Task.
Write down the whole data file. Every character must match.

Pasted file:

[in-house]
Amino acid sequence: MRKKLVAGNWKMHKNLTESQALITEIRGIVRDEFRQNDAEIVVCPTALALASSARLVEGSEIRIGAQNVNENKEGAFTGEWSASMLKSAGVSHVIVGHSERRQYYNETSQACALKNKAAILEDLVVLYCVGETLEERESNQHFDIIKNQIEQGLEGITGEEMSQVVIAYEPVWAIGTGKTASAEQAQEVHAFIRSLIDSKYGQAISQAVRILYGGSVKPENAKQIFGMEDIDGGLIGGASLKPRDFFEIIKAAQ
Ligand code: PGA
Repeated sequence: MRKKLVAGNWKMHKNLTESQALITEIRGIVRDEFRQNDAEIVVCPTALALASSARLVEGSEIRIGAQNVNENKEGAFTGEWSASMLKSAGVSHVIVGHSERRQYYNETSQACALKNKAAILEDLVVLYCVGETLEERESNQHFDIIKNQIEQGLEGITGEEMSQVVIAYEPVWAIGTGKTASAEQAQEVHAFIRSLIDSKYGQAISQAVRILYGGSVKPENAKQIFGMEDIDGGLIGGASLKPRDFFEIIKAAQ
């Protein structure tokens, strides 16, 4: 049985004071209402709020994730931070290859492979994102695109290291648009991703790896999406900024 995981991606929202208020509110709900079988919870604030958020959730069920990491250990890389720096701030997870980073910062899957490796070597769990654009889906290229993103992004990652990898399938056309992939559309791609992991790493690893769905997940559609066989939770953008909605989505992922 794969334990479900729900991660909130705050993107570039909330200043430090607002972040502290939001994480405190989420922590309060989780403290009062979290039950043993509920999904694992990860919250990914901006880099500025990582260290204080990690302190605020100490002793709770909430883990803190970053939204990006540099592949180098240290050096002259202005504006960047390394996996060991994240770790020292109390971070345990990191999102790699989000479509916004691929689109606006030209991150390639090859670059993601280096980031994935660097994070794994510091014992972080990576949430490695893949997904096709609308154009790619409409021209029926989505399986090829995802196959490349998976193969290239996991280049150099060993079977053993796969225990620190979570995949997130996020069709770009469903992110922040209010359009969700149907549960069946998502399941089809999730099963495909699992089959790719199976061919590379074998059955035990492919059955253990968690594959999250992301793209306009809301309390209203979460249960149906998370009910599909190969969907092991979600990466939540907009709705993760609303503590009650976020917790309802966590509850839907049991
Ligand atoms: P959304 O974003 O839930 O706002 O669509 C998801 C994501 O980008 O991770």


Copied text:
[in-house]
Amino acid sequence: MRKKLVAGNWKMHKNLTESQALITEIRGIVRDEFRQNDAEIVVCPTALALASSARLVEGSEIRIGAQNVNENKEGAFTGEWSASMLKSAGVSHVIVGHSERRQYYNETSQACALKNKAAILEDLVVLYCVGETLEERESNQHFDIIKNQIEQGLEGITGEEMSQVVIAYEPVWAIGTGKTASAEQAQEVHAFIRSLIDSKYGQAISQAVRILYGGSVKPENAKQIFGMEDIDGGLIGGASLKPRDFFEIIKAAQ
Ligand code: PGA
Repeated sequence: MRKKLVAGNWKMHKNLTESQALITEIRGIVRDEFRQNDAEIVVCPTALALASSARLVEGSEIRIGAQNVNENKEGAFTGEWSASMLKSAGVSHVIVGHSERRQYYNETSQACALKNKAAILEDLVVLYCVGETLEERESNQHFDIIKNQIEQGLEGITGEEMSQVVIAYEPVWAIGTGKTASAEQAQEVHAFIRSLIDSKYGQAISQAVRILYGGSVKPENAKQIFGMEDIDGGLIGGASLKPRDFFEIIKAAQ
């Protein structure tokens, strides 16, 4: 049985004071209402709020994730931070290859492979994102695109290291648009991703790896999406900024 995981991606929202208020509110709900079988919870604030958020959730069920990491250990890389720096701030997870980073910062899957490796070597769990654009889906290229993103992004990652990898399938056309992939559309791609992991790493690893769905997940559609066989939770953008909605989505992922 794969334990479900729900991660909130705050993107570039909330200043430090607002972040502290939001994480405190989420922590309060989780403290009062979290039950043993509920999904694992990860919250990914901006880099500025990582260290204080990690302190605020100490002793709770909430883990803190970053939204990006540099592949180098240290050096002259202005504006960047390394996996060991994240770790020292109390971070345990990191999102790699989000479509916004691929689109606006030209991150390639090859670059993601280096980031994935660097994070794994510091014992972080990576949430490695893949997904096709609308154009790619409409021209029926989505399986090829995802196959490349998976193969290239996991280049150099060993079977053993796969225990620190979570995949997130996020069709770009469903992110922040209010359009969700149907549960069946998502399941089809999730099963495909699992089959790719199976061919590379074998059955035990492919059955253990968690594959999250992301793209306009809301309390209203979460249960149906998370009910599909190969969907092991979600990466939540907009709705993760609303503590009650976020917790309802966590509850839907049991
Ligand atoms: P959304 O974003 O839930 O706002 O669509 C998801 C994501 O980008 O991770």